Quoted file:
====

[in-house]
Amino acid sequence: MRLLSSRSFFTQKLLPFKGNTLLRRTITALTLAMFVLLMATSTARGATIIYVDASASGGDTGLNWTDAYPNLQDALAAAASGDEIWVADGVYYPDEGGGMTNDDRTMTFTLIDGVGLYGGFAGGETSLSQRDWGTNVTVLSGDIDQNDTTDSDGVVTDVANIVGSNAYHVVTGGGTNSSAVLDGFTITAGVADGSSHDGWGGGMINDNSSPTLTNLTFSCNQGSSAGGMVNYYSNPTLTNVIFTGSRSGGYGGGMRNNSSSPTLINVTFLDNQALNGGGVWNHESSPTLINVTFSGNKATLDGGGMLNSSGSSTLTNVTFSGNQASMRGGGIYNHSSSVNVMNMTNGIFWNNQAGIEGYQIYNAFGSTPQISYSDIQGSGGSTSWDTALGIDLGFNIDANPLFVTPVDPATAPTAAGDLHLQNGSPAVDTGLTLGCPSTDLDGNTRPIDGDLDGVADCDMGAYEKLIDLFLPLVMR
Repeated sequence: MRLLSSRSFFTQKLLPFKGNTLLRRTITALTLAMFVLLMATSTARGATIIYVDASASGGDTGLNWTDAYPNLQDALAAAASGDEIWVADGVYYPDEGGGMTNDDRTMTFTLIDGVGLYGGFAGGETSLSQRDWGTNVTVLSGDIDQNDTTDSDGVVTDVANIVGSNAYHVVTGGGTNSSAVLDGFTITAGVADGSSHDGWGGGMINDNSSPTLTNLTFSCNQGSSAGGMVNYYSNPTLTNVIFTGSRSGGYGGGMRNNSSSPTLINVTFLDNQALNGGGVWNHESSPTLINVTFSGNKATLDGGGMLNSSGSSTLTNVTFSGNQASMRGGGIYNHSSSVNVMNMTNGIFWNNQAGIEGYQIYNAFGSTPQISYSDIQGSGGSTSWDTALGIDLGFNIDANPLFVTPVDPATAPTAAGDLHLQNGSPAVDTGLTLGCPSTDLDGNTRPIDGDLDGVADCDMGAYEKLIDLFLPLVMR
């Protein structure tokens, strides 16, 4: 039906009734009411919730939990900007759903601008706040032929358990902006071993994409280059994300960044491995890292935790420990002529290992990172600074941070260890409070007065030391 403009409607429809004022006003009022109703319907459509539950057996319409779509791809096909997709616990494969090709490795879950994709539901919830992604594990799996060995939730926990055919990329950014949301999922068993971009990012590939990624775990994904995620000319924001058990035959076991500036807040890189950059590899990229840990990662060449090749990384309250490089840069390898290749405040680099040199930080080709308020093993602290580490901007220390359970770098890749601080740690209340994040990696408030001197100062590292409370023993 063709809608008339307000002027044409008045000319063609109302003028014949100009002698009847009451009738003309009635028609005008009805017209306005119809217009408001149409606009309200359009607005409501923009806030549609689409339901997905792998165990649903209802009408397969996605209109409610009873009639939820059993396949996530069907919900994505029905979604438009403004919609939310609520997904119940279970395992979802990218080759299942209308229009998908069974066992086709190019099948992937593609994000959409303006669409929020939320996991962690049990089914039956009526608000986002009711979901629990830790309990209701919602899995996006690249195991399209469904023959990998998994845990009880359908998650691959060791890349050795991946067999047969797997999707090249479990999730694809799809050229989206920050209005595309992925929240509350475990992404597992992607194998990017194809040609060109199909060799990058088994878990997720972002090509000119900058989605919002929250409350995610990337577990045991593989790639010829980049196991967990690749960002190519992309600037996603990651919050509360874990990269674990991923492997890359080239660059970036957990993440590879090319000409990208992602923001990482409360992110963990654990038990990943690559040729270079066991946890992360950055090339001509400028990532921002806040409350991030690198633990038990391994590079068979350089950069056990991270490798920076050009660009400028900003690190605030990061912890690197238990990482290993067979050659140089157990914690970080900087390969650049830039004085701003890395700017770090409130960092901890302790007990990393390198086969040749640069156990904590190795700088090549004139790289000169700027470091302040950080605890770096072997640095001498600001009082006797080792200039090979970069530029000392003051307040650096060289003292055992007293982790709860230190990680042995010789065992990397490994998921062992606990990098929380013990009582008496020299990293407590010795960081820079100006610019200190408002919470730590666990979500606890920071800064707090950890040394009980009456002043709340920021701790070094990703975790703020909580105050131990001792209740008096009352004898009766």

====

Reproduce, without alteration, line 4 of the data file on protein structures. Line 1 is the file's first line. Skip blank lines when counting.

């Protein structure tokens, strides 16, 4: 039906009734009411919730939990900007759903601008706040032929358990902006071993994409280059994300960044491995890292935790420990002529290992990172600074941070260890409070007065030391 403009409607429809004022006003009022109703319907459509539950057996319409779509791809096909997709616990494969090709490795879950994709539901919830992604594990799996060995939730926990055919990329950014949301999922068993971009990012590939990624775990994904995620000319924001058990035959076991500036807040890189950059590899990229840990990662060449090749990384309250490089840069390898290749405040680099040199930080080709308020093993602290580490901007220390359970770098890749601080740690209340994040990696408030001197100062590292409370023993 063709809608008339307000002027044409008045000319063609109302003028014949100009002698009847009451009738003309009635028609005008009805017209306005119809217009408001149409606009309200359009607005409501923009806030549609689409339901997905792998165990649903209802009408397969996605209109409610009873009639939820059993396949996530069907919900994505029905979604438009403004919609939310609520997904119940279970395992979802990218080759299942209308229009998908069974066992086709190019099948992937593609994000959409303006669409929020939320996991962690049990089914039956009526608000986002009711979901629990830790309990209701919602899995996006690249195991399209469904023959990998998994845990009880359908998650691959060791890349050795991946067999047969797997999707090249479990999730694809799809050229989206920050209005595309992925929240509350475990992404597992992607194998990017194809040609060109199909060799990058088994878990997720972002090509000119900058989605919002929250409350995610990337577990045991593989790639010829980049196991967990690749960002190519992309600037996603990651919050509360874990990269674990991923492997890359080239660059970036957990993440590879090319000409990208992602923001990482409360992110963990654990038990990943690559040729270079066991946890992360950055090339001509400028990532921002806040409350991030690198633990038990391994590079068979350089950069056990991270490798920076050009660009400028900003690190605030990061912890690197238990990482290993067979050659140089157990914690970080900087390969650049830039004085701003890395700017770090409130960092901890302790007990990393390198086969040749640069156990904590190795700088090549004139790289000169700027470091302040950080605890770096072997640095001498600001009082006797080792200039090979970069530029000392003051307040650096060289003292055992007293982790709860230190990680042995010789065992990397490994998921062992606990990098929380013990009582008496020299990293407590010795960081820079100006610019200190408002919470730590666990979500606890920071800064707090950890040394009980009456002043709340920021701790070094990703975790703020909580105050131990001792209740008096009352004898009766």